"To say that I recovered during that time applies primarily to the clinical side of things. And to say that the more complicated, internal struggles vanished along with the preoccupation -- the daily battle with things like closeness, vulnerability, and anger -- would be a lie.
Am I rigid and ritualistic about food these days? No. But am I rigid about other things? Exercise? Work? My daily routines? Absolutely.
Anorexia is no longer what I am, but it is -- and I believe I can say this with acceptance, rather than regret -- a part of who I am."
-- Caroline Knapp
Jan. 24, 1992
Anorexia nervosa is serious, but treatable. Even adults who have struggled with this eating disorder for years can get better. How well do they get? Do they recover completely? To address these questions, my Massachusetts General Hospital colleagues Eugene Beresin, M.D., Christopher Gordon, M.D. and I advertised in a local newspaper for women who once had anorexia and now considered themselves recovered. We interviewed them and determined that they were indeed healthy. Our goal was to understand these women from their own perspectives, and we admired the candor with which they told us their stories.
The women reported improved abilities to relax, live in the moment, and engage in the world around them. They talked about finding jobs, cultivating hobbies, and life on the home front. When asked what took the place of the anorexia, many highlighted newfound capacities for experiencing feelings. A number of the women pointed to self-confidence and people skills: "I could finally accept myself when friends got to see me as I really was, without acting, and that meant seeing all sides of me, the good and the bad."
This is not to suggest that individuals who reach a healthy weight and learn to eat balanced meals live "happily ever after." Our interviewees indicated that getting better was far more complicated than that. All of them experienced remnants of their anorexia.
Were there residual eating behaviors?
For years after returning to a healthy weight, many of the women continued to experience thoughts, such as "Today's snack was too fattening" or "If I eat a piece of birthday cake, I'll gain weight." This mindset was most likely to strike during periods of stress. One woman said, "It's not on the surface much of the time, but one difficult day on the job or with my family, [and] I tend to find myself going back to the thought process of anorexia, because I used to think this was safe." A number of the interviewees reported that it had been hard to change their apprehension about eating in social situations. On the bright side, the women felt that their food- and weight-related thoughts had become less and less disruptive.
Did body dissatisfaction persist?
Many experienced lingering problems with body image: "It took a very long time after recovery from anorexia nervosa to realize what I really looked like ... The fear of going from 70 to 200 pounds is very hard to change. The first bite is always the hardest. If you start, it feels like you will never stop." In other words, core features of the eating disorder -- fear of losing control, distrust of the body's ability for self-regulation and the tendency to think in extremes -- still intrude into the eating process.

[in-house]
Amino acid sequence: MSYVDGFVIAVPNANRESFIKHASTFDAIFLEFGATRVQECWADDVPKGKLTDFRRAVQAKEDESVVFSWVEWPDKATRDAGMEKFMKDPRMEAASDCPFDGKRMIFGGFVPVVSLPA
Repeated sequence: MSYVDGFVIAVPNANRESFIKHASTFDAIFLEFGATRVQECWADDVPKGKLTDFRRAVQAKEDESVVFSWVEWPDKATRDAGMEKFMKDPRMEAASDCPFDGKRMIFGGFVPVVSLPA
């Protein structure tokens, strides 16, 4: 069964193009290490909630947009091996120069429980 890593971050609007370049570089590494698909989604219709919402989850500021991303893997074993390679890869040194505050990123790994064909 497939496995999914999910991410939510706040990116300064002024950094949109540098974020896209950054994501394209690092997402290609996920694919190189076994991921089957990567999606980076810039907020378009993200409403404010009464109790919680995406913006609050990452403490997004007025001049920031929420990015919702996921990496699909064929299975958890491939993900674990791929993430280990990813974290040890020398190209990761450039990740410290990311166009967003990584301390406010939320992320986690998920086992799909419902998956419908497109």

Did the role of exercise change?
The majority of interviewees recalled that they had exercised too much when in the throes of anorexia. Although they now had healthy weights, many continued to spend a great deal of time at the gym and permitted nothing to interfere with their exercise schedules.
Did perfectionism continue?
Yes. Many of the individuals felt they needed the approval of others in order to feel better about themselves. To this end, they expected themselves to perform flawlessly in everything they did. Their eagerness to be the best lasted long after they had attained a healthy weight.
Is anorexia nervosa "history"?
All our interviewees felt that their journeys to recovery were long and hard. They believed that getting better involved not only weight gain and establishing healthy eating patterns but also self-regard, "knowing who you are, trusting your feelings and judgment, getting rid of rigid 'shoulds' and rules, all resulting in feeling free, safe and in control."
Our interviewees were all leading satisfying and productive lives despite residual effects of anorexia. Some said they had progressed beyond the point where their disorder would return. But others felt vulnerable to setbacks, likening their eating disorder to alcoholism, where recovery involves control and vigilance. Many women referred to themselves as "in recovery," reflecting the presence -- and the power -- of hope.
For more by Dr. David Herzog, click here.
For more on eating disorders, click here.
If you're struggling with an eating disorder, call the National Eating Disorders helpline at 1-800-931-2237.